The UK's 100 largest listed firms are increasingly including environmental, social and governance (ESG) considerations in remuneration decisions, PricewaterhouseCoopers (PwC) has uncovered.
After analysing the executive remunerations decisions of FTSE 100 companies following the 2021 annual general meeting (AGM) season, the researchers found that 60% now include ESG measures as part of their executive incentive plans.
They also found that 58% of companies now link ESG measures to executive pay, an increase of nearly one-third on last year, when 45% of companies had these measures.
Furthermore, 46% of companies had an ESG measure in their annual bonus for 2020, while 32% incorporated an ESG measure into the assessment of their 2021 long-term incentive plans (LTIP). The average weighting of ESG measures was 16% in the bonus, and 20% in the LTIP.
“Our research shows that 28% of FTSE 100 companies have a measure linked to decarbonisation and net zero,” said Phillippa O’Connor, reward and employment leader at PwC UK.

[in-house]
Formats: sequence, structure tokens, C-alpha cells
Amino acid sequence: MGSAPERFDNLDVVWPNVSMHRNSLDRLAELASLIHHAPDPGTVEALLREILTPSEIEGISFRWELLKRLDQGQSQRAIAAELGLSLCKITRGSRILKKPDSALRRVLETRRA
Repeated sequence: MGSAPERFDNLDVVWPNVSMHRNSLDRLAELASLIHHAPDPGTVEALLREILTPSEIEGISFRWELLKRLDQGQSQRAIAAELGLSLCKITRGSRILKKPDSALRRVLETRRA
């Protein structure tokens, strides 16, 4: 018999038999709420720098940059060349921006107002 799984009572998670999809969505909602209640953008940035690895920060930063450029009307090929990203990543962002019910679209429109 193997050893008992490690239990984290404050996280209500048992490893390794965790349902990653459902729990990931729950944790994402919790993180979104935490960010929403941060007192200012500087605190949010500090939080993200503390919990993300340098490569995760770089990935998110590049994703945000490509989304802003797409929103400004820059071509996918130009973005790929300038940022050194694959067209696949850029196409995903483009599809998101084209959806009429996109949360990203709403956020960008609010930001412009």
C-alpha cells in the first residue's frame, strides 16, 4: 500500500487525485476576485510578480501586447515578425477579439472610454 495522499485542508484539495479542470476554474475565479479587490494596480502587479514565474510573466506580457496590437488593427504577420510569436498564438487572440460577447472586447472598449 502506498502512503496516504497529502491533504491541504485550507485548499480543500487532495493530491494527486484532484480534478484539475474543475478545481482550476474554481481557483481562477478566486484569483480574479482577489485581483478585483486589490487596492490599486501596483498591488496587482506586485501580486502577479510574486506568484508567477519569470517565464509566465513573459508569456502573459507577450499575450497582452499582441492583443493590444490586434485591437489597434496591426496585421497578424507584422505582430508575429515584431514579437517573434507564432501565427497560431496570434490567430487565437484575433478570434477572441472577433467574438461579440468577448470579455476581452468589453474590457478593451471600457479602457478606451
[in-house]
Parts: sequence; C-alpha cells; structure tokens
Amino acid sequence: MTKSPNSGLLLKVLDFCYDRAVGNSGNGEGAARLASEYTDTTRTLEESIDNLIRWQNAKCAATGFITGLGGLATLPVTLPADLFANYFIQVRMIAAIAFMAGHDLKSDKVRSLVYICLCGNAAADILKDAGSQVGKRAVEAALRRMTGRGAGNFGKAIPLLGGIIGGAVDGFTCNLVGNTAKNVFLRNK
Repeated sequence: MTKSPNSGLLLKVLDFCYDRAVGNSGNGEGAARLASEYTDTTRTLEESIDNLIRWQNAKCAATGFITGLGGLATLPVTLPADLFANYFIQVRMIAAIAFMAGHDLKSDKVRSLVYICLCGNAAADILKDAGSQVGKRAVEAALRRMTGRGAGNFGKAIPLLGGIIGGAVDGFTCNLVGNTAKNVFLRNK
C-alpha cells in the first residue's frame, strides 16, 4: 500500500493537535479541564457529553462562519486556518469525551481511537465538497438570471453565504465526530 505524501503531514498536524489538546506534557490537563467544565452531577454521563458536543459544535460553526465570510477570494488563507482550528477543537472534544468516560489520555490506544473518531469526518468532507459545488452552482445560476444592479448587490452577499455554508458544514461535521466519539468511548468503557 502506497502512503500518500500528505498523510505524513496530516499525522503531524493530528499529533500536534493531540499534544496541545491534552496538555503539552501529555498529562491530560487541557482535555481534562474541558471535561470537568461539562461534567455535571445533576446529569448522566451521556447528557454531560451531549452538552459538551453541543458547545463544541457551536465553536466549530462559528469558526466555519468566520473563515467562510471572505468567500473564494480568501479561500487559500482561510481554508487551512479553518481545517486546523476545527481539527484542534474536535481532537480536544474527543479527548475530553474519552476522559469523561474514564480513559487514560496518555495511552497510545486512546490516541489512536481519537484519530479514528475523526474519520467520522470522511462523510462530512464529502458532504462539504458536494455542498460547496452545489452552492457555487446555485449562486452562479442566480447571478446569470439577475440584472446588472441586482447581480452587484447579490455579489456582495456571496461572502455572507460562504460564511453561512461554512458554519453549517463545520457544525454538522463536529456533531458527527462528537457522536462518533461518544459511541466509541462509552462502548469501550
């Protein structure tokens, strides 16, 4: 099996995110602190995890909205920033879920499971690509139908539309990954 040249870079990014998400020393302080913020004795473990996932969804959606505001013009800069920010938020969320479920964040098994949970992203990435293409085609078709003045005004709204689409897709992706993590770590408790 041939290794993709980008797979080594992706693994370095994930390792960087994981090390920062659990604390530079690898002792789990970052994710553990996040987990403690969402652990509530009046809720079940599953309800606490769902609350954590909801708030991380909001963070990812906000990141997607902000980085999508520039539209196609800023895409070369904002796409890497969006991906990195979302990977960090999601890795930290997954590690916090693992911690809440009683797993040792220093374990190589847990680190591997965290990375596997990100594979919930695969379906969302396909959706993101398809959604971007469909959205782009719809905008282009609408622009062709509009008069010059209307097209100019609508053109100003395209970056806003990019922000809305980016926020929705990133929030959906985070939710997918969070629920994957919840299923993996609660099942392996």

“Executive pay and reward offer an important lever to align senior leaders with ESG challenges and is increasingly seen as a key tool to achieving change, with two-thirds of investors believing that ESG performance measures and targets should be included in executive pay.”
The findings also show that 28% of CEOs received no bonus this year – as a result of not meeting targets, or the bonus being cancelled or waived – compared to 14% in 2020.
Moreover, 45% of CEOs have had their salaries frozen in 2021, compared to 52% last year.
“Looking forward to the 2022 AGM season, we expect to see much of the same restraint and scrutiny where pay outcomes do not appropriately reflect the broader stakeholder experience or ESG expectations,” O’Connor continued.
“Shareholders have already started to share their focus areas and expectations.
“With more shareholder rebellions being recorded than in previous years, companies would do well to consider what actions they can take now to secure agreement, meet the expectations set, and prepare for the new reporting regulations around their net-zero plans.”
Image credit: iStock
Author: Chris Seekings